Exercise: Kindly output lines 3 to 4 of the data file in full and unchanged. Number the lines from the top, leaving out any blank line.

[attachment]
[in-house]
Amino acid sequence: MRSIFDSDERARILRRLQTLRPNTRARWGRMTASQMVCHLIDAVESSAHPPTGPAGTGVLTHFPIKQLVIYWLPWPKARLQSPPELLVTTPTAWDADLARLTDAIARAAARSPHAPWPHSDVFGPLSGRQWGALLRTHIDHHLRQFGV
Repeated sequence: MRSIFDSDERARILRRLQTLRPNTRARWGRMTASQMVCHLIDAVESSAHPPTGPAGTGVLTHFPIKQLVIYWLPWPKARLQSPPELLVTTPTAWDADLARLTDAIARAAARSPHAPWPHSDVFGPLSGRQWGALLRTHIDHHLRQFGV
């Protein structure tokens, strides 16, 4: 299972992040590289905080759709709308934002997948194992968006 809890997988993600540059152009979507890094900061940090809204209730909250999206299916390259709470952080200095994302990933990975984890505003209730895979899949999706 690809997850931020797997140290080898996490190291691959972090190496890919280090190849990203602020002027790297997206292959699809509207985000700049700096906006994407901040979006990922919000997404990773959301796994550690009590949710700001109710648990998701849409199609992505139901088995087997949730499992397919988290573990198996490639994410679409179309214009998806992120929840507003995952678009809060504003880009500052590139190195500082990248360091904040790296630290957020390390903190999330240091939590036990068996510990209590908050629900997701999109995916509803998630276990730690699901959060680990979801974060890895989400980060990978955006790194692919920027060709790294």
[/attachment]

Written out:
Repeated sequence: MRSIFDSDERARILRRLQTLRPNTRARWGRMTASQMVCHLIDAVESSAHPPTGPAGTGVLTHFPIKQLVIYWLPWPKARLQSPPELLVTTPTAWDADLARLTDAIARAAARSPHAPWPHSDVFGPLSGRQWGALLRTHIDHHLRQFGV
């Protein structure tokens, strides 16, 4: 299972992040590289905080759709709308934002997948194992968006 809890997988993600540059152009979507890094900061940090809204209730909250999206299916390259709470952080200095994302990933990975984890505003209730895979899949999706 690809997850931020797997140290080898996490190291691959972090190496890919280090190849990203602020002027790297997206292959699809509207985000700049700096906006994407901040979006990922919000997404990773959301796994550690009590949710700001109710648990998701849409199609992505139901088995087997949730499992397919988290573990198996490639994410679409179309214009998806992120929840507003995952678009809060504003880009500052590139190195500082990248360091904040790296630290957020390390903190999330240091939590036990068996510990209590908050629900997701999109995916509803998630276990730690699901959060680990979801974060890895989400980060990978955006790194692919920027060709790294």